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HISD14: Biopolitics in Modern Europe

This guide will help you to find the resources needed to complete your research assignments.

Suggested Article Databases

Searching for Journal Articles

Searching in article databases

Search for articles in databases, because they search across a number of journals at once

Search Tips:

Search for keywords that describe your topic. You can combine them using AND, OR, NOT:

AND - narrows your search and makes it more specific by finding results with all of your keywords. Example search: apples AND oranges. Items that contain BOTH terms will be found.

OR - can be used to combine synonyms or different terms for the same concept. Example search: oranges OR tangerines OR clementines. Items that contain all of the words will be found.

NOT - used to narrow a search by exclusion. The NOT operator should be used with caution. Example search: apples NOT oranges. Items that contain the word "apples" will be found, but items that contain the word "oranges" will not be found.

* - The * (asterisk) is used to search for alternate endings of words, which will expand your search and look for more options. Example search: Canad*. This search will give you results for Canada, Canadian, Canadians, Canadiana, etc.

" " - The " " (quotation marks) are used to search for an exact phrase. Example search: "indentured servant". The results will contain that phrase, but not items with both words appearing separately.

Adapted from Cal Poly Ponoma library

Choosing a database

To find more databases for your subject:

  1. From the library homepage, click on Databases under the Library Search box.
  2. Click on Databases by subject A-Z.
  3. Scroll through the alphabetical list to find your subject area, e.g. History.
  4. Select your subject area and choose from a list of databases (you can and should try searching in more than one).

Depending on what question you are researching, you may need to look under various subjects. For example, History or Art, or many others that might also be useful.

You could also click on Popular Databases to choose from that list.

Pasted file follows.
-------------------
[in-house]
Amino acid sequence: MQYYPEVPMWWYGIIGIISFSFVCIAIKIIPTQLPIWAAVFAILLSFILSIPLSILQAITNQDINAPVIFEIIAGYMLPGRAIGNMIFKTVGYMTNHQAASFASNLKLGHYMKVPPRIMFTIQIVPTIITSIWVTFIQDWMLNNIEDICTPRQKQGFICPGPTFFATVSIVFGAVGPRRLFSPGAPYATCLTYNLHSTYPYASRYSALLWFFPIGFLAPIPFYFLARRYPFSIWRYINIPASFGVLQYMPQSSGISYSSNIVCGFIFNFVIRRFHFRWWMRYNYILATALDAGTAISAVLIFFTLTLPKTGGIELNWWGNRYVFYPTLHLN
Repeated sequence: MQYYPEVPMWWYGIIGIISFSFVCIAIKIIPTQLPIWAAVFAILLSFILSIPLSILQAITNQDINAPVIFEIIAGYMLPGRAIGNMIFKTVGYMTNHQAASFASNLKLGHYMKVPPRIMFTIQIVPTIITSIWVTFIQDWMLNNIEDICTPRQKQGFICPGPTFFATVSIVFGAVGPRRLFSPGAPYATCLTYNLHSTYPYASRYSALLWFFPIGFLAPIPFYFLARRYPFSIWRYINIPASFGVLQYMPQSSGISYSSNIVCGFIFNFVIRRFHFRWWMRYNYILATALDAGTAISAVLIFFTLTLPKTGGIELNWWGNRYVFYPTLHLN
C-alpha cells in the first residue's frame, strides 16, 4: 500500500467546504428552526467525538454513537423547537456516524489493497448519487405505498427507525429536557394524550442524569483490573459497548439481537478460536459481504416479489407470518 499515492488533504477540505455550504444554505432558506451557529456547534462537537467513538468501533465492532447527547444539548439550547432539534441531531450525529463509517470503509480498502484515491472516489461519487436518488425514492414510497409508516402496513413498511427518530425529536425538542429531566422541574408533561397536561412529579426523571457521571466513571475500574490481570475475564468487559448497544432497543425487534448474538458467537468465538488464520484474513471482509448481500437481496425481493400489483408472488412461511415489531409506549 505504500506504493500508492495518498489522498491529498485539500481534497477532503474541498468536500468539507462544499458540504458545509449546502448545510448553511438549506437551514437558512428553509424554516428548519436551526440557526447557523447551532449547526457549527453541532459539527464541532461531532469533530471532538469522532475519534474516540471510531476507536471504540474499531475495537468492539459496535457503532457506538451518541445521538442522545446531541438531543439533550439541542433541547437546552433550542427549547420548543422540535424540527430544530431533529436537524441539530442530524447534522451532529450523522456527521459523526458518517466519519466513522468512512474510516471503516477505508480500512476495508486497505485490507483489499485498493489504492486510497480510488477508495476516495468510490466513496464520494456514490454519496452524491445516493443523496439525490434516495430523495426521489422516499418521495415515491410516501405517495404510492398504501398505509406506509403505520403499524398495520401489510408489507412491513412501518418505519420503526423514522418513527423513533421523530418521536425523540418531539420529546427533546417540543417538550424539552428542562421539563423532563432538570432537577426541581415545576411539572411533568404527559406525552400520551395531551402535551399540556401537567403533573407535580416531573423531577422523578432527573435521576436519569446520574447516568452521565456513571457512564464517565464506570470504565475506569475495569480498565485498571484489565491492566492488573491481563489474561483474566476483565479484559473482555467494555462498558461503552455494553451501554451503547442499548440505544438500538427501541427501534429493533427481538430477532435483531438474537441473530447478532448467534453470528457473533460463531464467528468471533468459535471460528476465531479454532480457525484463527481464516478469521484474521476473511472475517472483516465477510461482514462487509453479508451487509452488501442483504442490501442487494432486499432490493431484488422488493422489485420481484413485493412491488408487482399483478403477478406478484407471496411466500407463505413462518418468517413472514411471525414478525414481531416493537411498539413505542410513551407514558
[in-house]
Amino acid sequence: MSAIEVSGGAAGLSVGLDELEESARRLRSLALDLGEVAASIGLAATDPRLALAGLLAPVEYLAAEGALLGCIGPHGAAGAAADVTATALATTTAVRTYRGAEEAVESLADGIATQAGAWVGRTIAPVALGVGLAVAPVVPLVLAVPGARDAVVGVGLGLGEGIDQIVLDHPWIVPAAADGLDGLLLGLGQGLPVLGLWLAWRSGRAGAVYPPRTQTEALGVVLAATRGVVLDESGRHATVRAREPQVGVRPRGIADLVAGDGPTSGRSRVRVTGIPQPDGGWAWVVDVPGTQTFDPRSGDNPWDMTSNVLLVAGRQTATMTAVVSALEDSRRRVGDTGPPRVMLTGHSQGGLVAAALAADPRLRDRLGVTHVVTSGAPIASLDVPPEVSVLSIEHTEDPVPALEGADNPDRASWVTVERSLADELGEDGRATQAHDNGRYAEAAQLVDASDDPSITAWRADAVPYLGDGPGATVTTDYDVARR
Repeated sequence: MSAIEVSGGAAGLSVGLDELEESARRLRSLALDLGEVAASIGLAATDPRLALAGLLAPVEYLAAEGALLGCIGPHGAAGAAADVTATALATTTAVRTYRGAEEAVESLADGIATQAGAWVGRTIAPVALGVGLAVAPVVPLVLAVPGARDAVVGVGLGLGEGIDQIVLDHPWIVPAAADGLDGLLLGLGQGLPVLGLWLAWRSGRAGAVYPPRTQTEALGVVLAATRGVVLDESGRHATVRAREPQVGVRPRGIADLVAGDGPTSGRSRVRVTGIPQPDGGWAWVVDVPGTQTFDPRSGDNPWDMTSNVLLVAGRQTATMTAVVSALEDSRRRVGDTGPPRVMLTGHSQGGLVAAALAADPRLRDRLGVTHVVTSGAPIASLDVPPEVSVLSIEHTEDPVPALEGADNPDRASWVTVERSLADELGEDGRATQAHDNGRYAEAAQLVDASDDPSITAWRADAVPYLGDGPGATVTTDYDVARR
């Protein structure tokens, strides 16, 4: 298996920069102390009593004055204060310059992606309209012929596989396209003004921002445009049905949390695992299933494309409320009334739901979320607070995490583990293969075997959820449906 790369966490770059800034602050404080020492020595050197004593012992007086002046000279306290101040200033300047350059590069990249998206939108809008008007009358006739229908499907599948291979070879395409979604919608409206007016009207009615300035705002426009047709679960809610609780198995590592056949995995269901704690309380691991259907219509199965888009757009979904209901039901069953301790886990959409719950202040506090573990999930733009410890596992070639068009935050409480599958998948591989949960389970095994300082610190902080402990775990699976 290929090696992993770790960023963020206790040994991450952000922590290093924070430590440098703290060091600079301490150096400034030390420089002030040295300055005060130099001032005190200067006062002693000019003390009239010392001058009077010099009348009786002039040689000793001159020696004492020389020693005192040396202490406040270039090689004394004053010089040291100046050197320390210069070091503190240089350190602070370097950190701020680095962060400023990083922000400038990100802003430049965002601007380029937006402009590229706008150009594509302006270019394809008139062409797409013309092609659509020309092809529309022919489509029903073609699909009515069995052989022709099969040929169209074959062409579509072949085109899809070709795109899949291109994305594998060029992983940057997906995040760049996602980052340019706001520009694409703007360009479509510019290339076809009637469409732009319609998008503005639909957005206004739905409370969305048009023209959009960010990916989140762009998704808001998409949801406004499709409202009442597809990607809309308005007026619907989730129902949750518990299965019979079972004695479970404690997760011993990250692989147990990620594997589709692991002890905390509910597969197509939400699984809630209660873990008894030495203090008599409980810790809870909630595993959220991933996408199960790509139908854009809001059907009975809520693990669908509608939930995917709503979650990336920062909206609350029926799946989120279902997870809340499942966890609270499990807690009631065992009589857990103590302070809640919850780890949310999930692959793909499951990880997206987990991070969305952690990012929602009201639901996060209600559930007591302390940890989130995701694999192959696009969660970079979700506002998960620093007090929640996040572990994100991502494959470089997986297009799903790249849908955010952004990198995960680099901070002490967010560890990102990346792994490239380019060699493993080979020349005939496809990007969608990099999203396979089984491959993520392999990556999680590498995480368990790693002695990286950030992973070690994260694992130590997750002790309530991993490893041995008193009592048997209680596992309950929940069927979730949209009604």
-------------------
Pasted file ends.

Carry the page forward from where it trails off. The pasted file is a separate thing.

Image of Library Search with link to Databses highlighted.

 

Image of Databases page with arrows pointing to popular databases and databases by subject a-z.


Select the subject area that you need from the alphabetical list:

Image of database by subjects a-z page with arrows pointing to choose a subject drop-down menu option.

Finding an Article by Title

To find an article by its title, type the title in double quotes into the search box on the Library website. This will search for the title as a phrase.You can also go straight to LibrarySearch and type the article title in double quotation marks. Make sure to select ARTICLES and click on the magnifying glass icon to search.

See also:  Find articles & books by DOI

screen capture of a search for the article 'Tracing the spiral structure of the milky way'

The individual article record contains many features and functions as shown below.  Click on the ellipsis (the three dots ... to the upper right) to bring them up.

  • Email
  • Permalink
  • Create a citation
  • Print
  • Export to a citation manager such as Zotero or Refworks
  • You can also pin the record to save it as one of your favourites.

screen capture of an article record, showing functions like get link, cite, send to a citation manager, etc.

Other helpful features in the article record:

  • Click on the PDF icon to download the full-text article right from within the record!  
  • If the source is licensed, you will need to login with your UTORid to view it.
  • In this example, the source is identified as an Open Access, so it is freely available to anyone – no login required.
  • If something is not working, you can report it as a problem

For more information on using all the many features and functions of LibrarySearch, have a look at this guide on using the new system.

See other FAQs about: 

Google Scholar

image of google scholar

Searching in Google Scholar:

  • Search in Google Scholar using keywords and search tips you use with other databases ( ' ', AND, OR, etc.).
  • Click on "Cited by" to find other articles or books that have cited the search results you are using.
  • Click on "Related articles" to find other articles that are related to the search results you are using.
  • To find specific articles, search for the article title in quotation marks; e.g. "Slave rebellion and the conundrum of cosmopolitanism"

Using Google Scholar Off-Campus

If you are on campus, Google Scholar will automatically configure itself properly. You only need to follow the steps below if you are OFF-CAMPUS.

Configure Google Scholar to allow you free access to materials licensed by UofT when you are off-campus:

  1. Go to Google Scholar
  2. Click Settings (menu at top of page)
  3. Click Library Links (menu at left of page)
  4. Type in University of Toronto, then hit enter to search
  5. Click the box University of Toronto Libraries - Get It! U of Toronto
  6. Click Save

Now you will be able to access materials that UofT has licensed.